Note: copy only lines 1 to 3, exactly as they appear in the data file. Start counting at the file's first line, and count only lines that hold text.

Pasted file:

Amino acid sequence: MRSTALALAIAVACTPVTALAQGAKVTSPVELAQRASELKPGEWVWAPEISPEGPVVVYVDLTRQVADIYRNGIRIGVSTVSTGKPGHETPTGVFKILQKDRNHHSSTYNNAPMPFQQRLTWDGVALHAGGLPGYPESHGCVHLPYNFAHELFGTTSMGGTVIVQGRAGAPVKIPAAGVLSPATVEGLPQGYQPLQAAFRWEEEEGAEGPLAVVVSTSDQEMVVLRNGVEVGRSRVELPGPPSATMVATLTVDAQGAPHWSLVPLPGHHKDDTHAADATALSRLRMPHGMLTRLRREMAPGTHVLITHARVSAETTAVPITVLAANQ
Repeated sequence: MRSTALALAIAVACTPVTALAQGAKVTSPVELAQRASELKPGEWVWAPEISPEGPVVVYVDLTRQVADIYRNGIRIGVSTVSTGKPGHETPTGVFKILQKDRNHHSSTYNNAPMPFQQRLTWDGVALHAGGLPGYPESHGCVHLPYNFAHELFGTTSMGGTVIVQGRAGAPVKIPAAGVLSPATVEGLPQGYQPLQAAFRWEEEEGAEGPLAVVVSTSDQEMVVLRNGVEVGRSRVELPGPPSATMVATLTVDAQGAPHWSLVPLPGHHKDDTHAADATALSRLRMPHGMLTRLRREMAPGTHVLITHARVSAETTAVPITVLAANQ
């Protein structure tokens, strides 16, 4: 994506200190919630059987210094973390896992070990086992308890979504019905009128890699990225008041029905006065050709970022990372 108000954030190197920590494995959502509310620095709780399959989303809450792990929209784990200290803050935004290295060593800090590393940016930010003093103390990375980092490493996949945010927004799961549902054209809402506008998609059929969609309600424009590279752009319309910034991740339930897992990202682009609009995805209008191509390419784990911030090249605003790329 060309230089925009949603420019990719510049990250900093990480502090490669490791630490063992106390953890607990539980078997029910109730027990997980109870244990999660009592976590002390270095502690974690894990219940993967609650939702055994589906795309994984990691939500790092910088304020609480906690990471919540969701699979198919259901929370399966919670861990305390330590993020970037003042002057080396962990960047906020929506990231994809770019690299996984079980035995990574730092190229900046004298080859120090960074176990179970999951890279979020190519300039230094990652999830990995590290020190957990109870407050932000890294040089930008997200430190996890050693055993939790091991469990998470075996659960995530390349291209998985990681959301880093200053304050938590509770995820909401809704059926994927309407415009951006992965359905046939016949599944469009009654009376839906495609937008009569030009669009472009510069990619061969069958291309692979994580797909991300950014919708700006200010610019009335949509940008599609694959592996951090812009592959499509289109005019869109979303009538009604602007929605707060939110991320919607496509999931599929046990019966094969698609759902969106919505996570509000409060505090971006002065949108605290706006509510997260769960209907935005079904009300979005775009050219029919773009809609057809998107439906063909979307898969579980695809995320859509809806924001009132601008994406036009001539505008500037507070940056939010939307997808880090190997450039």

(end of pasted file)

Amino acid sequence: MRSTALALAIAVACTPVTALAQGAKVTSPVELAQRASELKPGEWVWAPEISPEGPVVVYVDLTRQVADIYRNGIRIGVSTVSTGKPGHETPTGVFKILQKDRNHHSSTYNNAPMPFQQRLTWDGVALHAGGLPGYPESHGCVHLPYNFAHELFGTTSMGGTVIVQGRAGAPVKIPAAGVLSPATVEGLPQGYQPLQAAFRWEEEEGAEGPLAVVVSTSDQEMVVLRNGVEVGRSRVELPGPPSATMVATLTVDAQGAPHWSLVPLPGHHKDDTHAADATALSRLRMPHGMLTRLRREMAPGTHVLITHARVSAETTAVPITVLAANQ
Repeated sequence: MRSTALALAIAVACTPVTALAQGAKVTSPVELAQRASELKPGEWVWAPEISPEGPVVVYVDLTRQVADIYRNGIRIGVSTVSTGKPGHETPTGVFKILQKDRNHHSSTYNNAPMPFQQRLTWDGVALHAGGLPGYPESHGCVHLPYNFAHELFGTTSMGGTVIVQGRAGAPVKIPAAGVLSPATVEGLPQGYQPLQAAFRWEEEEGAEGPLAVVVSTSDQEMVVLRNGVEVGRSRVELPGPPSATMVATLTVDAQGAPHWSLVPLPGHHKDDTHAADATALSRLRMPHGMLTRLRREMAPGTHVLITHARVSAETTAVPITVLAANQ
């Protein structure tokens, strides 16, 4: 994506200190919630059987210094973390896992070990086992308890979504019905009128890699990225008041029905006065050709970022990372 108000954030190197920590494995959502509310620095709780399959989303809450792990929209784990200290803050935004290295060593800090590393940016930010003093103390990375980092490493996949945010927004799961549902054209809402506008998609059929969609309600424009590279752009319309910034991740339930897992990202682009609009995805209008191509390419784990911030090249605003790329 060309230089925009949603420019990719510049990250900093990480502090490669490791630490063992106390953890607990539980078997029910109730027990997980109870244990999660009592976590002390270095502690974690894990219940993967609650939702055994589906795309994984990691939500790092910088304020609480906690990471919540969701699979198919259901929370399966919670861990305390330590993020970037003042002057080396962990960047906020929506990231994809770019690299996984079980035995990574730092190229900046004298080859120090960074176990179970999951890279979020190519300039230094990652999830990995590290020190957990109870407050932000890294040089930008997200430190996890050693055993939790091991469990998470075996659960995530390349291209998985990681959301880093200053304050938590509770995820909401809704059926994927309407415009951006992965359905046939016949599944469009009654009376839906495609937008009569030009669009472009510069990619061969069958291309692979994580797909991300950014919708700006200010610019009335949509940008599609694959592996951090812009592959499509289109005019869109979303009538009604602007929605707060939110991320919607496509999931599929046990019966094969698609759902969106919505996570509000409060505090971006002065949108605290706006509510997260769960209907935005079904009300979005775009050219029919773009809609057809998107439906063909979307898969579980695809995320859509809806924001009132601008994406036009001539505008500037507070940056939010939307997808880090190997450039």